The Benefits of War
Boston Saturday Evening Gazette, May 4, 1861
If there is one thought which should at this time fill every true American heart with gratitude, it is that which thrills our whole being when we look upon the North and see how in a single day almost every selfish wish, every sordid hope, every low desire has given place to lofty aspirations, to noble deeds and acts of pure patriotism. We thank God that it is our lot to witness the great revolution of 1861, to be among the living to see that the same spirit which animated the men and women of the Revolution inspires their descendants to-day; to look around and see men throw to the winds the standards of party, with their deluding mottoes, and rally, not in cliques and petty battalions, but in one mighty legion, to that flag whose stars and stripes speak to us all the more eloquently since rebellion has sought to tarnish its lustre.
We stand amazed at the evidences of the high devotion of a united people; we did not dare to hope that the sun would ever shine upon a spectacle like this, where the twenty millions composing our people are animated with but one desire and one aim; we cannot even now regard the position of the free States without feeling that a higher than earthly power has wrought this change for a wise and beneficent end. It is the hand of God, "who works in a mysterious way His wonders to perform," it is the breath of an All Wise Being, who utters from the lips of our orators those words which animate and encourage us, it is the finger of the Almighty who is pointing out to-day the only path which will lead us once and forever from out the dark labyrinth which political intrigue and thirst for power have created in our land.
It is true that we may have to stand where the battle has been fought and mourn the loss of brave and gallant sons; it is true we may be called to the house of mourning and have our best sympathies touched by the tears of those who weep for the fallen, but when the end comes, the nation will be purified by the sacrifice and the world made better by the struggle, however bitter. There can be but one result, there can be but one close to this great drama. The nations of the whole world are our spectators, and their hearts are with the actors upon this broad stage who are fighting for the perpetuity of a Constitution which has brought us from an insignificant handful to become a mighty people, and whose flag has been to the oppressed a sure protection for all who sought the shelter of its folds.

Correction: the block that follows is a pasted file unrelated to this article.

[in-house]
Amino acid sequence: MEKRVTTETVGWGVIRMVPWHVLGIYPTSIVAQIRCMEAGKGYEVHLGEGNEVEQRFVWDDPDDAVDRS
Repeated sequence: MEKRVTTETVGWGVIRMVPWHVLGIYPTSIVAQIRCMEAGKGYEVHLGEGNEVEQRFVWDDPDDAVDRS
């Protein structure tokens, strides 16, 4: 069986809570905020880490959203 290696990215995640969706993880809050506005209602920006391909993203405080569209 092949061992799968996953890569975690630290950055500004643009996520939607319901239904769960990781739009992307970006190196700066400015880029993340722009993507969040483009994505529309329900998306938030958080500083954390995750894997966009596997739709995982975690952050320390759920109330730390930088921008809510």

This feeling which now animates us is not the efferves[c]ence of men whose blood boils upon slight provocation and who bluster and promise great deeds; it is not transitory and skin deep. It is heartfelt, it is pure. The muscle of the arm hardens and the vigor of determined spirits makes weak men giants, and though long dormant and held in check, the power of the North now manifests itself. The history of the world has no parallel to it.
Men who it is supposed carried in their bosoms no loftier wish than to traffic and trade, bring their hoarded gains to replenish the treasury of our country. They pour out the fruit of their toil like water. They ask no guarantee that, when peace is restored, it shall be repaid, but they give of their abundance to the common cause. The affluent send their sons, and the fondest mothers shed tears of joy as boys leave for the field. Wives smother their emotions of tenderness and gird on the sword of their husbands for the fight, while the maiden who was but the gay butterfly of society takes the needle and ends in equipping the troops for the contest. Private dissensions and petty bickerings are stilled, and men who have been enemies now work shoulder to shoulder. Is there not in all these manifestations something which stirs the heart and gives to us cause to be thankful, something which elevates weak human nature above our ordinary estimate of its capabilities?